Well, at least one police department is getting it right.
“Whatever we drink, wherever we go, yes means yes and no means no.”
“If someone calls you a slut, there’s nothing you can say to refute the claim because it never had any cognitive content anyway. Even virginity is not a defense against alleged sluttiness. Virgins can be sluts if they dress the wrong way, walk the wrong way, or even instill the wrong thoughts in other people. Some people will convict you of sluttitude because your body is the wrong shape, or the right shape. What determines sluttiness? Is it number of partners, or the number of sex acts, or the kind of sex, or whether you enjoy it, or what other people infer about your self-esteem based on what they assume about your sex life? It’s all of the above, or none of the above. Either way, you lose. Maybe it has nothing to do with you at all. Maybe it’s because your accuser is racist or classist and your “sluttiness” is built into some stereotype that was clanking around in their head before they ever met you. If you try to argue that you’re not a slut, you’re implicitly buying into the idea that there are sluts out there. If there’s some criterion that will set you free, that standard will indict someone else—someone with a higher “number,” or shorter skirt, or a later curfew. So we get bogged down in slut/non-slut border skirmishes over a line nobody should have tried to draw in the first place, and we all lose. The only “refutation” is to laugh in your accuser’s face and get on with your life, however you choose to live it. That’s what Slut Walk is about."
“I was wearing jeans and t-shirt, is it my fault too?”
SlutWalk Toronto 2011. My sign.
I had mixed feelings about holding my sign at the SlutWalk. It was the first time I really identified myself as a survivor, because for months I was in denial about being raped in the first place.
I posted a photo of my sign on the SlutWalk facebook site before the walk, and I had someone message me telling me that my sign hit home with them, and if they could use the same sort of sign too. If you google SlutWalk, guaranteed that her photograph will flood the results.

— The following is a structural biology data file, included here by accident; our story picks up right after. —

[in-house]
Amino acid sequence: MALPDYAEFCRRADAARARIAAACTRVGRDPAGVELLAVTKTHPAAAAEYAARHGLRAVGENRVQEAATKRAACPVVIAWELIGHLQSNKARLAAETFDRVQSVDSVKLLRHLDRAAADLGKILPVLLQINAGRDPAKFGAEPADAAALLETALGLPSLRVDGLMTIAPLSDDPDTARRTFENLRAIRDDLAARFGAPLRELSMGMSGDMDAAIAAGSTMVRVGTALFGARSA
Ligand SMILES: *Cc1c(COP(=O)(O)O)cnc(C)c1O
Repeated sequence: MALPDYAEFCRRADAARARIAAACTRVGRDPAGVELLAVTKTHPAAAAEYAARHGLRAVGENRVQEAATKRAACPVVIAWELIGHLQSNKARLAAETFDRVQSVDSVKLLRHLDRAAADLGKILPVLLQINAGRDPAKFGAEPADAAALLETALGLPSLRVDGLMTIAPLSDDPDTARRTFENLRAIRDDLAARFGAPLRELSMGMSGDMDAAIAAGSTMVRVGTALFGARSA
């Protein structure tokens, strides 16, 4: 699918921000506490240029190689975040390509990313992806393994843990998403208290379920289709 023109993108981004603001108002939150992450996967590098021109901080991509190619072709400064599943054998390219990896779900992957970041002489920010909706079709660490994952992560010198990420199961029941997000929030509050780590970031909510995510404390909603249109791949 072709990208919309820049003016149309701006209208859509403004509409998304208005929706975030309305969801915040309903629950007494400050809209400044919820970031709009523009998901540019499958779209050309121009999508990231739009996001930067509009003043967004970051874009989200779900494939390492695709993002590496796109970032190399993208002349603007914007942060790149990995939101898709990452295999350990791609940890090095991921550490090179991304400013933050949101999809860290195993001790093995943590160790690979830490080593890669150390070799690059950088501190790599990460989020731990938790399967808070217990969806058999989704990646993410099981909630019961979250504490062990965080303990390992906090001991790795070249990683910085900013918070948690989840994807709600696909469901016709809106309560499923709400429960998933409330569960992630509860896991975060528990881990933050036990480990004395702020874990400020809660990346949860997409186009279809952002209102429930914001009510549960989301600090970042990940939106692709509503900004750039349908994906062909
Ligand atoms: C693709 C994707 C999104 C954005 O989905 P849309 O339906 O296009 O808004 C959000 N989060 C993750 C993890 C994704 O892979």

Having someone else there with a similar sign helped. So did meeting P. Her sign said “Boxing Day 1985. 14 years old. Bundled in layers. How did I deserve it?” I wanted to cry as soon as I saw her. She came up to me and gave me a hug. It was the best hug I’ve ever had.
Her hug was the first one I received that day, but it wasn’t the last. Words of encouragement from random strangers included ‘it wasn’t your fault,’ and ‘you’re so brave.’ After a while, I started to believe it. And I held my sign high and I can honestly say that that day was the first day I was okay about what happened.
After that, I started to move on.
Finally, signs directed towards men, not women. Because you know what really prevents rape? NOT RAPING SOMEONE.
Eight percent of college men have either attempted or successfully raped. Thirty percent say they would rape if they could get away with it. When the wording was changed to “force a woman to have sex,” the number jumped to 58%. Worse still, 83.5% argue that “some women look like they are just asking to be raped."
Margo Maine, Ph.D. (Body Wars)
There was a time that, as a person of the male persuasion, seeing this quote made me really mad. It made me mad that women would assume that I was a rapist; it made me mad that rape was becoming ‘my problem’; it made me mad because, frankly, I didn’t think it was true. I think that this is a really common male attitude when confronted with rape statistics- or, at least, it has been in my purely anecdotal experience.